By Najee Johnson |
The twin reflecting pools are located at the World Trade Center and are surrounded by five buildings. As a representation of the twin towers’ absence, the memorial fountains are placed at the former footprints of the North and South towers. The pools give New Yorkers, tourists, family and friends an opportunity to reflect on the absence of their loved ones. The fountains run 24 hours a day and while the water flows, we are constantly reminded of September 11th, 2001, and the many lives lost. There are over 3,000 names engraved into the granite surrounding the pools, representing the people who lost their lives in the 1993 and 2001 terrorist attacks.
The 9/11 terrorist attack spurred writers to create literature about the tragedy. Calling attention to what is absent by putting names to those lost, Billy Collins, the United States poet laureate at the time, wrote “The Names” in remembrance of the victims of 9/11 at the request of Congress. The poem explores feelings and memories of losing loved ones to this tragedy by incorporating the last names of victims, as the poem progresses through the alphabet. But Collins reminds us in his poem that the victims are more than just names: they were “Names of citizens, workers, mothers and fathers / The bright eyed daughter, the quick son.” In a PBS NewsHour interview, he explains that while in the midst of writing the poem, he guessed the names he included in the poem, and after doing some research, he realized that the names he guessed matched victims and “sadly every letter of the alphabet is represented.” In the poem, Collins writes, “letting X stand, if it can, for the ones unfound,” which is a worthy symbol of what the fountains represent. They stand for the ones unfound. The seemingly bottomless waterfalls illustrate wounds that will never heal, and people who will never receive closure because of their unfound loved ones.
The design of the memorial has, for many, become a soothing space of reflection and meditation, in addition to one of mourning. Created by Michael Arad and architect Peter Walker, it is a space of remembrance for many families. The two men submitted their proposal for the memorial to a contest, which gave people an opportunity to help choose a memorial that would be acceptable to the victims and their families. The contest received over 5,200 entries from 63 nations. Arad and Walker’s design, named “Reflecting Absence,” was the perfect addition to the World Trade Center Memorial. The Memorial’s twin reflecting pools are each over an acre long and currently serve as the “world’s largest manmade waterfall.” The fountains are made of granite, and as the water flows over the top rim, which is at eye-level, it travels down to two lower levels, which then descend into the ground. There is no visual bottom to the fountains, which is what many people find transfixing. The sound of the flowing water makes the space one of the most serene places to relax, meditate, or remember the history that lies over the very same grounds on which they stand.
People visit the memorial site daily. Some come from other countries to take a piece of history back with them, while others are in search of a name—a name which represents a loved one, an open wound, and possibly a sense of security. I have often watched people there and know their habits. They walk around the fountain quickly, scanning the names as their hearts must race, in hopes of finding a representation of their mom, dad, sister, brother, or spouse. When they find the name they are searching for, they exhale visibly, as if a Band-Aid has been placed over their wound. To them, the names must symbolize the chance to connect to their loved ones, and the appreciation they have towards the memorial is indescribable as it is the last resting place for someone they loved.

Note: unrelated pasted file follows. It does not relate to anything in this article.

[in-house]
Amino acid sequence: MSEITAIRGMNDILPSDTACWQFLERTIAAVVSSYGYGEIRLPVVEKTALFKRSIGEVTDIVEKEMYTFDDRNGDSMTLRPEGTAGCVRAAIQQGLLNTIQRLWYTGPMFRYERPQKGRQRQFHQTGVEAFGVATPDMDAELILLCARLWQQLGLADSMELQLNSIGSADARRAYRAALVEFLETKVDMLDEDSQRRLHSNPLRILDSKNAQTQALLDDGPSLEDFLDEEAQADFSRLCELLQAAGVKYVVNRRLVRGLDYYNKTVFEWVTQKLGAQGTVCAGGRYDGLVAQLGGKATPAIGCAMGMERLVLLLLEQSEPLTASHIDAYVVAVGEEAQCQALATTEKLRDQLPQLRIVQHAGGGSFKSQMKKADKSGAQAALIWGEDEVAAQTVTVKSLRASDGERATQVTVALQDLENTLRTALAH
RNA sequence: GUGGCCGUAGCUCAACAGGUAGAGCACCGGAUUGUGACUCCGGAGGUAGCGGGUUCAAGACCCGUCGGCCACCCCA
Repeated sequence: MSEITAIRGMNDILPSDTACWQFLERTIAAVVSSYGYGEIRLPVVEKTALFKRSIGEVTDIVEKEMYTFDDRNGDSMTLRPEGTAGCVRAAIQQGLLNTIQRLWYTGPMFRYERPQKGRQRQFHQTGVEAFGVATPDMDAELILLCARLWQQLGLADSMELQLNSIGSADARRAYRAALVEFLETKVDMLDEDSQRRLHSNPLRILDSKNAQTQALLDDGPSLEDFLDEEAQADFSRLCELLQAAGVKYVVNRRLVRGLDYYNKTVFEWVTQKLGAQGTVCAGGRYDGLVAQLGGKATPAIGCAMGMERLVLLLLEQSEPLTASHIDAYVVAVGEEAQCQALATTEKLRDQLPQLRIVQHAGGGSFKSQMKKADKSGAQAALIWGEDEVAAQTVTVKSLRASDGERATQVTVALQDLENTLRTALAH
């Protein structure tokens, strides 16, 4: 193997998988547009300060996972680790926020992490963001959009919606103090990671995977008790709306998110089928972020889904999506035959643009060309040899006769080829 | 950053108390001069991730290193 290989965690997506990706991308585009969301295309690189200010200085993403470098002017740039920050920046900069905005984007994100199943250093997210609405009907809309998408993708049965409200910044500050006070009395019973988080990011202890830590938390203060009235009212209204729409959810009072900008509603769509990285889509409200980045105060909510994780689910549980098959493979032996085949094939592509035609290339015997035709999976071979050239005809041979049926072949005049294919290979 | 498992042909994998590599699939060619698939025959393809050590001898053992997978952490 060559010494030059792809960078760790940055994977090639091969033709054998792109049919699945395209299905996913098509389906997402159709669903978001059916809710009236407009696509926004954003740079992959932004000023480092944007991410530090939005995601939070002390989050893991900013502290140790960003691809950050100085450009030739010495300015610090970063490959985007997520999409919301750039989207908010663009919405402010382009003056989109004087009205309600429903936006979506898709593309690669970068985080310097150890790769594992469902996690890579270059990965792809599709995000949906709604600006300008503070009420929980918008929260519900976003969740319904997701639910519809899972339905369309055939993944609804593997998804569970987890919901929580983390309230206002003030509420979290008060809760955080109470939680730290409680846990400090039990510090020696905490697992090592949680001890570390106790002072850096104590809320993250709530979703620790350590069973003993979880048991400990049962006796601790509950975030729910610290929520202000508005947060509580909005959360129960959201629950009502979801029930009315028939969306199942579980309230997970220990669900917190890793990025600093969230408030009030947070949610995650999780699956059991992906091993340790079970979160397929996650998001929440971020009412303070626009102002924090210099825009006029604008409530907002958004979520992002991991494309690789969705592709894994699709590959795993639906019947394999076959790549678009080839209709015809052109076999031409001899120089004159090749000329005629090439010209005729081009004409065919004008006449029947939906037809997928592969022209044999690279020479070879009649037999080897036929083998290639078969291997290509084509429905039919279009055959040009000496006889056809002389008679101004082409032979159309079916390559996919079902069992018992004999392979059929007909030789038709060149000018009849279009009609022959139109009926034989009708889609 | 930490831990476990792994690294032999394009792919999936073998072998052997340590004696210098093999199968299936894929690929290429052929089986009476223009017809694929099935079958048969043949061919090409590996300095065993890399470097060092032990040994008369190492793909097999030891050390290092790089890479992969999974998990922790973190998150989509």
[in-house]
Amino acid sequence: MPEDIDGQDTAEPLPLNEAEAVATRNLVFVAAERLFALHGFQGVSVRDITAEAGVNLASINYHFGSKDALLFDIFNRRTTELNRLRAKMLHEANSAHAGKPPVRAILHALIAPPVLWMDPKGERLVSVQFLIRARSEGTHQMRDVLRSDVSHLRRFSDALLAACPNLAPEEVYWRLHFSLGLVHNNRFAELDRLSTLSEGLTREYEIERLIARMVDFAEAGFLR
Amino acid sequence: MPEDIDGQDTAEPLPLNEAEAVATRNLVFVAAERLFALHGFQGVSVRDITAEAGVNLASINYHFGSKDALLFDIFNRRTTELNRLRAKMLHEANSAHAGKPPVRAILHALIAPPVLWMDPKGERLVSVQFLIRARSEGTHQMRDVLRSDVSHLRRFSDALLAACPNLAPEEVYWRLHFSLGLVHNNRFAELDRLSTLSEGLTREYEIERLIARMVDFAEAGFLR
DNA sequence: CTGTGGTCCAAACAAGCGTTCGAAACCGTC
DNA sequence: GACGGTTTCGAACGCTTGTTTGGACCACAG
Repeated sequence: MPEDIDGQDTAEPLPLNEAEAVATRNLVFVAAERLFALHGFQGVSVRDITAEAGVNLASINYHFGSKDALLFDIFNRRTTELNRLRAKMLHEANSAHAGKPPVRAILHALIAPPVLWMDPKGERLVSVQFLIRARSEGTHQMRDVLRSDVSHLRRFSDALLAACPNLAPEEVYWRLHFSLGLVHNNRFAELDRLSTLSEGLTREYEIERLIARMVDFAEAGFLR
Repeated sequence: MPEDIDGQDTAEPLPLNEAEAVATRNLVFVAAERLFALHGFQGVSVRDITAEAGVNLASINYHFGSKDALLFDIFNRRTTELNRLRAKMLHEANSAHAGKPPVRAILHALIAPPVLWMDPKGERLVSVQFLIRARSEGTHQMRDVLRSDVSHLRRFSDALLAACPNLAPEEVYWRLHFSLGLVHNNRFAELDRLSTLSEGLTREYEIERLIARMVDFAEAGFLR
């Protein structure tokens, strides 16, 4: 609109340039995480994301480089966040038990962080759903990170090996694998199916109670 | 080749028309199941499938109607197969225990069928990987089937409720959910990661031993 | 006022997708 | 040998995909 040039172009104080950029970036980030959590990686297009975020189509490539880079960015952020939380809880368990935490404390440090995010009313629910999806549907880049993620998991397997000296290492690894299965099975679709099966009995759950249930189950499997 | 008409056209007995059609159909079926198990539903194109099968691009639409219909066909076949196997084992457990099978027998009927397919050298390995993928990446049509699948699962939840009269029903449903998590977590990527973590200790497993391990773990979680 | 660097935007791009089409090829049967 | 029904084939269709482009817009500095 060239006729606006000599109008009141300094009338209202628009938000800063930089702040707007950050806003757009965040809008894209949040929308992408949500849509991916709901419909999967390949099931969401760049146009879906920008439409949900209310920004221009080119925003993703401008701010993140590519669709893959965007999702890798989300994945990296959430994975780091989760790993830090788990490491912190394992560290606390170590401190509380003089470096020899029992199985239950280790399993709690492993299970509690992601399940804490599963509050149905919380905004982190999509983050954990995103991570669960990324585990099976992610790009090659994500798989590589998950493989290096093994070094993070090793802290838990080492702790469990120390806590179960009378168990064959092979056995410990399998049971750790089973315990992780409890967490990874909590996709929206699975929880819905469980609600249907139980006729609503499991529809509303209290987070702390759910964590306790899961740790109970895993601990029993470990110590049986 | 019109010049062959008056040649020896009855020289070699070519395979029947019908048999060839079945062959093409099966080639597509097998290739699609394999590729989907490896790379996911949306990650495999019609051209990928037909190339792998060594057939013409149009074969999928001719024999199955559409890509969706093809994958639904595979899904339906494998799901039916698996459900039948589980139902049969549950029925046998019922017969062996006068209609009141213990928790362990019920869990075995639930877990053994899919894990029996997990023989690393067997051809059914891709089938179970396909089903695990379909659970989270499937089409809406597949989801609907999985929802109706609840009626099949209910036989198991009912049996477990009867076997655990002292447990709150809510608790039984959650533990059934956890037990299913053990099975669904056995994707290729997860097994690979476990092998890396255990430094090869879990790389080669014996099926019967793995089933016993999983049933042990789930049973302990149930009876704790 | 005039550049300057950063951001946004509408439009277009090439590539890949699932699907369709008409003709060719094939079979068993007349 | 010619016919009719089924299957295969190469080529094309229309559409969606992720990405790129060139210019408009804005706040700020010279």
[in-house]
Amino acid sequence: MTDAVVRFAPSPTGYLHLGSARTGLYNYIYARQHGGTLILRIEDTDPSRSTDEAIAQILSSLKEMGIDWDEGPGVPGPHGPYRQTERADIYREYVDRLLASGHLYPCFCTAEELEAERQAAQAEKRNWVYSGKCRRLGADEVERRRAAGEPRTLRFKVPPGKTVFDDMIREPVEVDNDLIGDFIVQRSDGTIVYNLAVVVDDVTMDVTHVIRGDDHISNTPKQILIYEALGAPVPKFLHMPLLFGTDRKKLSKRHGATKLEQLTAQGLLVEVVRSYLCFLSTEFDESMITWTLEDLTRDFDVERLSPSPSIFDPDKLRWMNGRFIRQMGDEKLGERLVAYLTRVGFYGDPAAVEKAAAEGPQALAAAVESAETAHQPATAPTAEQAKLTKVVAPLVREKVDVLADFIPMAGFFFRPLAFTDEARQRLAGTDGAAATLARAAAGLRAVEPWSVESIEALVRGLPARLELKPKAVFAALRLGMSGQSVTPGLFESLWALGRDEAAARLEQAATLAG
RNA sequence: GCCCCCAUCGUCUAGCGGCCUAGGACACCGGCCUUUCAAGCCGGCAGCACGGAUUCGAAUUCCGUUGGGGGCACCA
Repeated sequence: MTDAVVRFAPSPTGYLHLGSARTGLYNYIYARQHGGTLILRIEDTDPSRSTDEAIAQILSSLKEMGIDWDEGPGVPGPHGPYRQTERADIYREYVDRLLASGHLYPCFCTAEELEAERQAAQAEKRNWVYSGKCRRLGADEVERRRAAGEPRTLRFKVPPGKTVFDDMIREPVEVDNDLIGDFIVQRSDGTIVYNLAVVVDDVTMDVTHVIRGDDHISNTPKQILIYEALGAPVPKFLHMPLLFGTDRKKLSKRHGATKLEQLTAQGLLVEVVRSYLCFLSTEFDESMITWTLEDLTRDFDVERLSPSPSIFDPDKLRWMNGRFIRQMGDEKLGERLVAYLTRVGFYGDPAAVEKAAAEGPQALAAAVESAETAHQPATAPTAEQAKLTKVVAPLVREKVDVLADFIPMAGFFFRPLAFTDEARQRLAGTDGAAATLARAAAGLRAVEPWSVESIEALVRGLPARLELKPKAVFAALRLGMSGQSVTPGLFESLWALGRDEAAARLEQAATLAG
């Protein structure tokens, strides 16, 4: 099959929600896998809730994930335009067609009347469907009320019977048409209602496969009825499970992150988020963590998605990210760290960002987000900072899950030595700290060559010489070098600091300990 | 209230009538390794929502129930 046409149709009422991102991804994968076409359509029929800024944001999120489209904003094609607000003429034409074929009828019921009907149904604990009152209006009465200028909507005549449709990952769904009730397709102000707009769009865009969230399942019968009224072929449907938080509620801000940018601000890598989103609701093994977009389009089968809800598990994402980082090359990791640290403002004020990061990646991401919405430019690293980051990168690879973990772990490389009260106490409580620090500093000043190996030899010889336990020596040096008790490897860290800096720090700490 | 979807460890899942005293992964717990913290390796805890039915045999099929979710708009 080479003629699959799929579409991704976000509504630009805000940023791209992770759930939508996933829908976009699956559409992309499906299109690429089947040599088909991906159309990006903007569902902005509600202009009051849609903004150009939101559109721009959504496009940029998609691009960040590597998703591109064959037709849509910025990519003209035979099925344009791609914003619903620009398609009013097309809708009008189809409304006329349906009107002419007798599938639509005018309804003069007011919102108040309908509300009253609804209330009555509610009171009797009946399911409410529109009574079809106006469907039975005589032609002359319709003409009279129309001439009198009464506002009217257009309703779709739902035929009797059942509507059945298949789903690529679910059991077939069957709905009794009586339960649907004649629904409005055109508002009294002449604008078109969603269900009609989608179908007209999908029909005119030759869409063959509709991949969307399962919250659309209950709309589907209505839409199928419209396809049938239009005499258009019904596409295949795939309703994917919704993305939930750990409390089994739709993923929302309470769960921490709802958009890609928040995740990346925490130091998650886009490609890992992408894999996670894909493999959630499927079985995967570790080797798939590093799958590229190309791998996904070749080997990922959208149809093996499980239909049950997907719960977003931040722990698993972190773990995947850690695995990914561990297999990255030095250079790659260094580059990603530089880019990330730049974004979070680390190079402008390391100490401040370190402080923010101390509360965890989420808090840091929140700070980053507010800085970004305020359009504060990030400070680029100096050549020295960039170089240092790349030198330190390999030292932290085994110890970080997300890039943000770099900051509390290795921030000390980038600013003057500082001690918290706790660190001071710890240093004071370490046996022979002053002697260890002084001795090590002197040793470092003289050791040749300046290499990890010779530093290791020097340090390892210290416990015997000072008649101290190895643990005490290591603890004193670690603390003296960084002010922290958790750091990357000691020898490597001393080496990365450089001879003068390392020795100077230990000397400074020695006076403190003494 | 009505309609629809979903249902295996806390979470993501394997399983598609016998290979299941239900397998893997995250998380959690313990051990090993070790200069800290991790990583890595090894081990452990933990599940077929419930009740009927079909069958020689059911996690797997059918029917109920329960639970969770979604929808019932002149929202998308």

As my hands run over the names engraved into the fountain, I am reminded of the many people who worked in the twin towers for years, as well as the people who lost their lives there. The people who were never found, remembering that they too have names. It is a profound feeling to stand at the south fountain, only to realize that I have no view of the north fountain, which testifies to the size of each area and speaks volumes about the lives that are affected daily by this loss. During my most recent visit, a woman and her son stood by one of the names. Using a long white piece of paper, they were stenciling the name of her husband, whom she lost on September 11th. When asked, she said that since 9/11 she has moved out of New York and this stencil allows her to take “a piece of him home with her.” In the midst of our conversation, she explained that she has a stencil from each visit, making this one her third. At that moment, it held true to what the fountains represented. It allowed families to remember their loved ones, tourists to see how New Yorkers have survived the tragedy, and New Yorkers like myself, who may not have known anyone who died in the tragedy to reflect on the absence of those who are no longer with us. The roaring, bottomless fountains allow us to collectively experience a wound that will never close. As Collin describes it, “Names wheeled into the dim warehouse of memory, so many names, there is barely room on the walls of the heart.”
“9/11 MEMORIAL AND MUSEUM.” 9/11 Memorial & Museum || World Trade Center. Web. 18 May 2016.
“About the Memorial.” National September 11 Memorial & Museum. Web. 18 May 2016.
“Billy Collins Remembers the Victims of Sept. 11 with ‘The Names’.” PBS. PBS. Web. 18 May 2016.
“Poet Billy Collins Reflects on 9/11.” Poetry Foundation. Poetry Foundation. Web. 18 May 2016.
Topousis, Tom. “9/11 Memorial’s Fountains Flow.” New York Post. 2010. Web. 18 May 2016.
Najee Johnson is an English major with a concentration in Professional Writing at Lehman College. She enjoys traveling, trying new foods, and reading novels on the beach.